Corn earworm (CEW) showed a moderate surge of activity during this past week, from 19-22 July when our pheromone trap in Columbus caught 49 moths in a 4-day period. This follows a few weeks of low CEW moth catch, after high CEW moth catch in late June. A pheromone trap near Fremont caught 74 CEW moths this past week. The corn earworm moths will be laying their eggs on silks of sweet corn. Sweet corn can be protected from corn earworm infestation by insecticide sprays during silking. When the number of CEW moths caught in traps is moderate (1 to 13 moths per day, or 7 to 90 moths per week), then sprays should be applied every 4 days if the daily maximum temperatures is below 80 degrees F, or every 3 days if the daily maximum temperatures is above 80 degrees F. More information about CEW, traps, and trap-based spray schedules is available using this link: http://u.osu.edu/pestmanagement/crops/swcorn/ .
The typical insect pests of mid-summer are currently being found on Ohio farms. Squash bug eggs and young nymphs are being found in squash and pumpkin fields. Cucumber beetles, both striped and spotted, are feeding in flowers of squash and melons. Squash vine borer is past its peak in terms of the number of adult moths caught in pheromone traps, which peaked in early July. The tobacco hornworm is feeding on tomatoes in the field and in high tunnels. Imported cabbageworm is feeding on cabbage and other Brassica crops. Colorado potato beetle adults are on eggplant and potato. Blister beetles are reported on potato. Sap beetles and western corn rootworm beetles are being seen on sweet corn. Japanese beetles are found on sweet corn, asparagus ferns, and various fruit crops, but they seem to be less numerous now than several weeks ago when huge numbers were seen.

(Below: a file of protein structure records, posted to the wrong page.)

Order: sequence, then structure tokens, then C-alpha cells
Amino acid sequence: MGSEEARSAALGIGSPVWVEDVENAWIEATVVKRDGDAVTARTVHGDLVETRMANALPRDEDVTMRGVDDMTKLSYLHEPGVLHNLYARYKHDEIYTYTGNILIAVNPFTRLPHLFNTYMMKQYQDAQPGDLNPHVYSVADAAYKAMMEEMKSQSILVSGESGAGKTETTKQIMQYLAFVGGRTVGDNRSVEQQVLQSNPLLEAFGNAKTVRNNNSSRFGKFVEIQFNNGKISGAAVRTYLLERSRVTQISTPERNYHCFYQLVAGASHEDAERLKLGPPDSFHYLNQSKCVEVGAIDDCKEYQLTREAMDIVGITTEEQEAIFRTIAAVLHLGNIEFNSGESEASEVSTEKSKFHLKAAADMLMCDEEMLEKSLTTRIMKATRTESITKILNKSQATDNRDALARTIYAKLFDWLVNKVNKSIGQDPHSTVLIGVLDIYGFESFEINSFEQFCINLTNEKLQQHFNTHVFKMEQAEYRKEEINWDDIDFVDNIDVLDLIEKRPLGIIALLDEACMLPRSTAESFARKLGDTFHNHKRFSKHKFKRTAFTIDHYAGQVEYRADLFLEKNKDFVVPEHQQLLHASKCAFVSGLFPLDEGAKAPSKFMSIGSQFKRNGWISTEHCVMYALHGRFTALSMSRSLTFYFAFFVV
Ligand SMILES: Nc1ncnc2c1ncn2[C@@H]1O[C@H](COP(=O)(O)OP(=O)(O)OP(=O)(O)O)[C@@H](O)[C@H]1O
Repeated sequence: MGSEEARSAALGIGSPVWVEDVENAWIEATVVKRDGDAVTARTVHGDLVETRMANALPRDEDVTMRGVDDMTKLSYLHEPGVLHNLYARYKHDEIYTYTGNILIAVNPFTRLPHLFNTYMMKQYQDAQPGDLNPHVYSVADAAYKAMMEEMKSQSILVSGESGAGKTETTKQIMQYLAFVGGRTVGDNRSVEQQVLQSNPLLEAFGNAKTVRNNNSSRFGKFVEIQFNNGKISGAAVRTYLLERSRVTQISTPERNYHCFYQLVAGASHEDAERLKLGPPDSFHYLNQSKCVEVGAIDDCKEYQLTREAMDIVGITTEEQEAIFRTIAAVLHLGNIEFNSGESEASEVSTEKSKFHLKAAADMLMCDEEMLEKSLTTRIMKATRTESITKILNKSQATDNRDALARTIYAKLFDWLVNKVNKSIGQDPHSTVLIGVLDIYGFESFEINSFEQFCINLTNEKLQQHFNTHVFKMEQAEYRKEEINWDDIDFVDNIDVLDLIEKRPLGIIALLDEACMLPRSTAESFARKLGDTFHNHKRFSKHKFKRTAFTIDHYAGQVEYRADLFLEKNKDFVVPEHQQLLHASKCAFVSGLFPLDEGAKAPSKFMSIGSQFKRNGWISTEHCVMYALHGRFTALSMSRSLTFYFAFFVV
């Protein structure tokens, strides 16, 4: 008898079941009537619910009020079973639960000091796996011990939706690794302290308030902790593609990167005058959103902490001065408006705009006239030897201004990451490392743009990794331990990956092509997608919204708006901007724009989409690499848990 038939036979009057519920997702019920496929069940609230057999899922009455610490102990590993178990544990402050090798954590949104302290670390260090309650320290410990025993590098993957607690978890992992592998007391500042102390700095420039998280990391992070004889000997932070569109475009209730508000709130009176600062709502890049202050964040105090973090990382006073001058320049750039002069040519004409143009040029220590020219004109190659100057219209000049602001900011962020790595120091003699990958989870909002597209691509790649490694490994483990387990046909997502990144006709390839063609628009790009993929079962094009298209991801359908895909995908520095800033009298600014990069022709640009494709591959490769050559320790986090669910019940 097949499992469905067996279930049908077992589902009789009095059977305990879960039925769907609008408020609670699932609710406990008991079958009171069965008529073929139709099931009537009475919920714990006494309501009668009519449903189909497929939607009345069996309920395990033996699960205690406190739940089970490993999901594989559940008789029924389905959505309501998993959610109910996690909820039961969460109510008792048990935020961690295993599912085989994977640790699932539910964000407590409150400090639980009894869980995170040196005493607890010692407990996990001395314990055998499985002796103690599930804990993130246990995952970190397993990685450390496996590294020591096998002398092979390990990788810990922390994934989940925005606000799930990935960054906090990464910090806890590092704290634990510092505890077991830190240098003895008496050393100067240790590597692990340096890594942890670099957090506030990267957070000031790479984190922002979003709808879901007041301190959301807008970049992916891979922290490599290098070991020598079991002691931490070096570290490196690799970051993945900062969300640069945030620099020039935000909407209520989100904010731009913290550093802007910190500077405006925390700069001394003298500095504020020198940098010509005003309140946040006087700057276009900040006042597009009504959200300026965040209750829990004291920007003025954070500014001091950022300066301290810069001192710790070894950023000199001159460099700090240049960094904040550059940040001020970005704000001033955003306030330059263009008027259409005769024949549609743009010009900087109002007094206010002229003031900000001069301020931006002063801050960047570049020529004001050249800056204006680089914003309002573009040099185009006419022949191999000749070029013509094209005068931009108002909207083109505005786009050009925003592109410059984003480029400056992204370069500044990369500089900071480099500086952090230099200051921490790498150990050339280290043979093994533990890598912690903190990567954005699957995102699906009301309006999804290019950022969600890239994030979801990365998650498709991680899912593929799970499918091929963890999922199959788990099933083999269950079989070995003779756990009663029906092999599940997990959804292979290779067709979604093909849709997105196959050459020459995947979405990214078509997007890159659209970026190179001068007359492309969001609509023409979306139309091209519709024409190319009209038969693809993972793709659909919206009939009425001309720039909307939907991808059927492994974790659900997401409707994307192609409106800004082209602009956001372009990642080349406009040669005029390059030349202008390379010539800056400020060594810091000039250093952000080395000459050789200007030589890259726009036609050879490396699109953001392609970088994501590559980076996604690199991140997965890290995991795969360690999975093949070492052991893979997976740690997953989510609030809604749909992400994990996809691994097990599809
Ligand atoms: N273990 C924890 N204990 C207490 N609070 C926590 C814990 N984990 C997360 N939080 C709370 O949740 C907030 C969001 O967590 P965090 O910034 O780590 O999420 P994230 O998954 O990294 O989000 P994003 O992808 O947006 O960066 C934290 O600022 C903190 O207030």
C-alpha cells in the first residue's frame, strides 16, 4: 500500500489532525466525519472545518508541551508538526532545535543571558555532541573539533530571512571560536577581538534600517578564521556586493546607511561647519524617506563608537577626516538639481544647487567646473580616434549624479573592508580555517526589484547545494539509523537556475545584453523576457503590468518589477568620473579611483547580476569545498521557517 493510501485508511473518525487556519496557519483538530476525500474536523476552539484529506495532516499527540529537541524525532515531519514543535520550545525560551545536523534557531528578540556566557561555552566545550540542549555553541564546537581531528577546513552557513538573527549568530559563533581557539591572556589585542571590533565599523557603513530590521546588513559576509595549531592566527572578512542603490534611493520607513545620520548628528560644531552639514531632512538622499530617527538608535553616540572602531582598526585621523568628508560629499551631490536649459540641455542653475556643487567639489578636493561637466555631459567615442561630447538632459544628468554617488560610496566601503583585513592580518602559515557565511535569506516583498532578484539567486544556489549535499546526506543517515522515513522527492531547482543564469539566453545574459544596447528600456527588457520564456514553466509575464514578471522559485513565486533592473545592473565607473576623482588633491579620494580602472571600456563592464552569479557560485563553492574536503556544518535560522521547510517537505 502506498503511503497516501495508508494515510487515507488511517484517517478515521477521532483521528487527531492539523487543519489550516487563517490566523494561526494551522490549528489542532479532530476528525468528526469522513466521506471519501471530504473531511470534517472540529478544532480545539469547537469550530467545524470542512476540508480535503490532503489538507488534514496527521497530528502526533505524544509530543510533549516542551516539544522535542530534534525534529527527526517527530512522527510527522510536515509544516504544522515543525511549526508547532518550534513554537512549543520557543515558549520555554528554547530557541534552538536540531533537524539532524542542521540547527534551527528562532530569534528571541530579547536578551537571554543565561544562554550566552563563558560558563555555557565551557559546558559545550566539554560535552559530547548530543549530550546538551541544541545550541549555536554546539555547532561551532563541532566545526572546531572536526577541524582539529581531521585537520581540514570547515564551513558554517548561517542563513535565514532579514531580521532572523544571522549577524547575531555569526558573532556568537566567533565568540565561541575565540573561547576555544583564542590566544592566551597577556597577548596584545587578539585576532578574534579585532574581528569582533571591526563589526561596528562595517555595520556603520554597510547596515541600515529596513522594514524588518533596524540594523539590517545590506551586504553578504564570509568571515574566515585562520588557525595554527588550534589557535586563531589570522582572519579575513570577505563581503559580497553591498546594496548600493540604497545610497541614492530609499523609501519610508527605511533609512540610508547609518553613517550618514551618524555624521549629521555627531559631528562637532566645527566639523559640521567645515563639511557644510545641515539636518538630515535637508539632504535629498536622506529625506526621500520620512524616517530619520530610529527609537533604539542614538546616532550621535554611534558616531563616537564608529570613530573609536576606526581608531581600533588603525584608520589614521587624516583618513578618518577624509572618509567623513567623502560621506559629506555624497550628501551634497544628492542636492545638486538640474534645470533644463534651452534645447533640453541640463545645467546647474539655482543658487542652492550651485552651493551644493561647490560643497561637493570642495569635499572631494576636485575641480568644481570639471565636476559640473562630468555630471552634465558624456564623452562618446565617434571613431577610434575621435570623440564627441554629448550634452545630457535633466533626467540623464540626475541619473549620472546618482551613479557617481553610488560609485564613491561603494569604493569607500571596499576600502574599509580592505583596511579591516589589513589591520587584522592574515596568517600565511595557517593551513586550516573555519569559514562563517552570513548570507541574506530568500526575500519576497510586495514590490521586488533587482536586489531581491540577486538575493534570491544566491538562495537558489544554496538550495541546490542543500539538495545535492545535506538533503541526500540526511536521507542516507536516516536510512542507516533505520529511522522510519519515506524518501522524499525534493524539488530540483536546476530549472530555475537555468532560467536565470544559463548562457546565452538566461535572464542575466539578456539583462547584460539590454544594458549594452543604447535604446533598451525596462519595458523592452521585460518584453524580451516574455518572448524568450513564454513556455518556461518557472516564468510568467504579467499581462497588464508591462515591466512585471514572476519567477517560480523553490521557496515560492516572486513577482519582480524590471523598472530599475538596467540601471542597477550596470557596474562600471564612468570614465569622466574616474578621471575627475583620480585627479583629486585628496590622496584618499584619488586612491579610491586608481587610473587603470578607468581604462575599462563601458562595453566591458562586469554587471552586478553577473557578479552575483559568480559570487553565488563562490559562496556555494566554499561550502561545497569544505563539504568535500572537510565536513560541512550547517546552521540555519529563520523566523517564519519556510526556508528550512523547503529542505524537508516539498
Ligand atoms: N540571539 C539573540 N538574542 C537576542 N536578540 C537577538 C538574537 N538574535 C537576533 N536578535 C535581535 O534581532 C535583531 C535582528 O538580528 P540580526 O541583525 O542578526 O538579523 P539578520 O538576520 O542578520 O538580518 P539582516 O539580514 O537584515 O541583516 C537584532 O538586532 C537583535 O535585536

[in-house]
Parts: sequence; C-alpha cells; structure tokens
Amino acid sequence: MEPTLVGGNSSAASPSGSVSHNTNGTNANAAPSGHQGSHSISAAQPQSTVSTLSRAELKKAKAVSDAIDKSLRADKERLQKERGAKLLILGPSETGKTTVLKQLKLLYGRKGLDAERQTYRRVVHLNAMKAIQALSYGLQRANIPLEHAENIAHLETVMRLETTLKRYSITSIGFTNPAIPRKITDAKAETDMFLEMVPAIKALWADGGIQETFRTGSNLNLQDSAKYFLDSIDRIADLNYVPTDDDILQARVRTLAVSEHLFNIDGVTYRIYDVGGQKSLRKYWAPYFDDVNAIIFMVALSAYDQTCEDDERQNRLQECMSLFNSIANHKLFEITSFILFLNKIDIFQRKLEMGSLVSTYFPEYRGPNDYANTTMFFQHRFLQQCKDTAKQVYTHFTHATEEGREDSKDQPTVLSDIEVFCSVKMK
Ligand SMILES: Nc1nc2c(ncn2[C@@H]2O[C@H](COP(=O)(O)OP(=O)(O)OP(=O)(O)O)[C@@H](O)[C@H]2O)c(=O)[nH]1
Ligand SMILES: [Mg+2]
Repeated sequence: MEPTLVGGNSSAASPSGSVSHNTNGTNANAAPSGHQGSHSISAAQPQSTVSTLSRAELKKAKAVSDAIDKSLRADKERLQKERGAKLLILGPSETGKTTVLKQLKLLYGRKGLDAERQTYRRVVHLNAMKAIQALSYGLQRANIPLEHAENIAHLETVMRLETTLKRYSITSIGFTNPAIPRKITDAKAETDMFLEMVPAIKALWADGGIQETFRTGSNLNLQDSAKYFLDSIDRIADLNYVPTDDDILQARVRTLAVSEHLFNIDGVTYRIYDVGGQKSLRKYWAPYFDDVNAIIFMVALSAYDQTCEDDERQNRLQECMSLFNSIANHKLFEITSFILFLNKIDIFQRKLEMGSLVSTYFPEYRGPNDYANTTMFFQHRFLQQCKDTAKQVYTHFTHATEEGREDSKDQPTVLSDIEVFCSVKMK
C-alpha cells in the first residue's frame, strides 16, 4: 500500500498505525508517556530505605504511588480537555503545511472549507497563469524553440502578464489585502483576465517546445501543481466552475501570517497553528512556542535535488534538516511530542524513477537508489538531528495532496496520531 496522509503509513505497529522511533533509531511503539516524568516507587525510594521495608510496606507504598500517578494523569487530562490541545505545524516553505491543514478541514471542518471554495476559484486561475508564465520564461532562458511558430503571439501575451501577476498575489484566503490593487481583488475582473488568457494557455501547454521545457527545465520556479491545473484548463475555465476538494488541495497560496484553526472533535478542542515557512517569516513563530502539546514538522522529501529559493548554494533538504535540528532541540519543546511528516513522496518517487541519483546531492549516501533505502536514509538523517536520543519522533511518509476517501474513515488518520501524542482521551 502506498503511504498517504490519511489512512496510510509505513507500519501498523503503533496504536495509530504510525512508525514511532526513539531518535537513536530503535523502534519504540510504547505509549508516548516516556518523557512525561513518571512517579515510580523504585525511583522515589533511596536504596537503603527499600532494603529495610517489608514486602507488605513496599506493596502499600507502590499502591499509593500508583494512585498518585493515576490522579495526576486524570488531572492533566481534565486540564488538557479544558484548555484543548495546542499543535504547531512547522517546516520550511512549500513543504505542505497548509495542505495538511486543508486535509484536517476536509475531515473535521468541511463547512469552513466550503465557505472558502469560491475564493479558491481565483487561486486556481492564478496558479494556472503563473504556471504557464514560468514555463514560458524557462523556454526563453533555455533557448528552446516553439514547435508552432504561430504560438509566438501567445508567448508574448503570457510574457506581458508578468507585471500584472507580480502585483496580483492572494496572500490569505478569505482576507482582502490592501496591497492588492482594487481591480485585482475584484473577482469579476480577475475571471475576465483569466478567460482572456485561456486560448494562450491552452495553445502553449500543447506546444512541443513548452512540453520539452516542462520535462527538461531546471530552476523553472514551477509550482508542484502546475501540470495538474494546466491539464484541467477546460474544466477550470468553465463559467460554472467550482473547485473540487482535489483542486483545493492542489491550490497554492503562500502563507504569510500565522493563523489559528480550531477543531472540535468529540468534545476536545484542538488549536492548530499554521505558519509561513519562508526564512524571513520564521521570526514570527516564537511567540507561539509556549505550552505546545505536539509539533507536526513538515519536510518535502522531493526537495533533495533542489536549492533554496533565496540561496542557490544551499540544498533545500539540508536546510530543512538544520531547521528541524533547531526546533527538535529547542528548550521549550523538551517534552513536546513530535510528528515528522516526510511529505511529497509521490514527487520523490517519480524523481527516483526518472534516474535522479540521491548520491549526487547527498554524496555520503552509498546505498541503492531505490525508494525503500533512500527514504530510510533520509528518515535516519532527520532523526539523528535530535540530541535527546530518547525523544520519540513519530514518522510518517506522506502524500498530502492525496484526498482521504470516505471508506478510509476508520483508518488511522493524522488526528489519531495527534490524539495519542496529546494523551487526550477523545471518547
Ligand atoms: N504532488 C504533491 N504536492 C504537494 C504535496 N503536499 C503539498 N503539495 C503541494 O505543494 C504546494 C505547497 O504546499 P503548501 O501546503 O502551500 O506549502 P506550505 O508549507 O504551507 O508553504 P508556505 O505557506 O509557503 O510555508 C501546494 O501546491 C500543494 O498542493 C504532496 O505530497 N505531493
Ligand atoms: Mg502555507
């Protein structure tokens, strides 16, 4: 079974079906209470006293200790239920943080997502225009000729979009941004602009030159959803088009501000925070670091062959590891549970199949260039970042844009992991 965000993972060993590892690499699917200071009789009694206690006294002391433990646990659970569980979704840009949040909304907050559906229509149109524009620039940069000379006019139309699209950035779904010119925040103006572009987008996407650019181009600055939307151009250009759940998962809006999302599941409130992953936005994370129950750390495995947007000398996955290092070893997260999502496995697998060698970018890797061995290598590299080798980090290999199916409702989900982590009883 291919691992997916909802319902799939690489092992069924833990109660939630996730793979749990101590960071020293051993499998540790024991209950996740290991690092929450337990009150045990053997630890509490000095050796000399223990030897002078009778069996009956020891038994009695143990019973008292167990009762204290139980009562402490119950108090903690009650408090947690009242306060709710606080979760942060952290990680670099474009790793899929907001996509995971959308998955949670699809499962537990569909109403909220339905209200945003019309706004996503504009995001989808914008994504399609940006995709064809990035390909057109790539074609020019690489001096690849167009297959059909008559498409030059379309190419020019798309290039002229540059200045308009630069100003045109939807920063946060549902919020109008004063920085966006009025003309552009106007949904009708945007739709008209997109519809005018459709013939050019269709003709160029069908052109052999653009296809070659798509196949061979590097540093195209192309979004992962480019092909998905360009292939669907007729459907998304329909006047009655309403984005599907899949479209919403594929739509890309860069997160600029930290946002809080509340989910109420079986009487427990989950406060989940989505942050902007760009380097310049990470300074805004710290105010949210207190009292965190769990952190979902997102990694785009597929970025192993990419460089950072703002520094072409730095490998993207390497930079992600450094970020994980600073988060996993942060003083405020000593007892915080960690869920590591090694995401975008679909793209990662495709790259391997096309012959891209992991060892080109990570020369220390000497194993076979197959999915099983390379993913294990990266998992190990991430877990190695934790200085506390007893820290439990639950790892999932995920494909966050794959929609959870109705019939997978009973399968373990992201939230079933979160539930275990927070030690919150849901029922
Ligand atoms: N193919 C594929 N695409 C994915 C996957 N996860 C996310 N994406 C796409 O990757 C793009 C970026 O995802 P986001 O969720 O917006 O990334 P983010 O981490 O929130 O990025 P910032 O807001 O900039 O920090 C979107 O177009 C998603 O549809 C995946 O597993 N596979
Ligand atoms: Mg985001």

The second generation of the European corn borer has not yet been detected, but it should start within the next week or two, and will be important in peppers and sweet corn.
An encouraging note is that many beneficial insects are also active in vegetable crops. Recent sightings include many Orius predatory bugs and the pink lady beetle in sweet corn, lady beetle larvae, lacewing larvae, the spined soldier bug, and damsel bugs in a variety of crops.
-Celeste Welty, Extension Entomologist